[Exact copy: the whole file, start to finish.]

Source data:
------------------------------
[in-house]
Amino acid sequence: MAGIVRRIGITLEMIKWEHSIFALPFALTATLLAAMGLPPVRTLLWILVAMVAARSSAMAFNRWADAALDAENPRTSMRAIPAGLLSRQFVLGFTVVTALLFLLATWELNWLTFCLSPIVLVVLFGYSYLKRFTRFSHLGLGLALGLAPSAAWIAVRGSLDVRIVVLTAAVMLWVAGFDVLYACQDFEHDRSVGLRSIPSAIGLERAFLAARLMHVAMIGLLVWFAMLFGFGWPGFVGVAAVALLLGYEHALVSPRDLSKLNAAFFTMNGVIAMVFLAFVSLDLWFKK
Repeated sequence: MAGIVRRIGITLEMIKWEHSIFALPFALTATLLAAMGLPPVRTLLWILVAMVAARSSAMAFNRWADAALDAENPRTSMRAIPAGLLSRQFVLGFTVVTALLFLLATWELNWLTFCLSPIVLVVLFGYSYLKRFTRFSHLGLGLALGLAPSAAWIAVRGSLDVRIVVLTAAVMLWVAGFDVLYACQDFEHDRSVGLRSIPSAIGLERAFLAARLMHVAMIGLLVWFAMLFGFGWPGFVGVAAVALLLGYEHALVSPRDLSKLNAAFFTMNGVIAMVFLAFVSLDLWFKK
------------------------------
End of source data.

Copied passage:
[in-house]
Amino acid sequence: MAGIVRRIGITLEMIKWEHSIFALPFALTATLLAAMGLPPVRTLLWILVAMVAARSSAMAFNRWADAALDAENPRTSMRAIPAGLLSRQFVLGFTVVTALLFLLATWELNWLTFCLSPIVLVVLFGYSYLKRFTRFSHLGLGLALGLAPSAAWIAVRGSLDVRIVVLTAAVMLWVAGFDVLYACQDFEHDRSVGLRSIPSAIGLERAFLAARLMHVAMIGLLVWFAMLFGFGWPGFVGVAAVALLLGYEHALVSPRDLSKLNAAFFTMNGVIAMVFLAFVSLDLWFKK
Repeated sequence: MAGIVRRIGITLEMIKWEHSIFALPFALTATLLAAMGLPPVRTLLWILVAMVAARSSAMAFNRWADAALDAENPRTSMRAIPAGLLSRQFVLGFTVVTALLFLLATWELNWLTFCLSPIVLVVLFGYSYLKRFTRFSHLGLGLALGLAPSAAWIAVRGSLDVRIVVLTAAVMLWVAGFDVLYACQDFEHDRSVGLRSIPSAIGLERAFLAARLMHVAMIGLLVWFAMLFGFGWPGFVGVAAVALLLGYEHALVSPRDLSKLNAAFFTMNGVIAMVFLAFVSLDLWFKK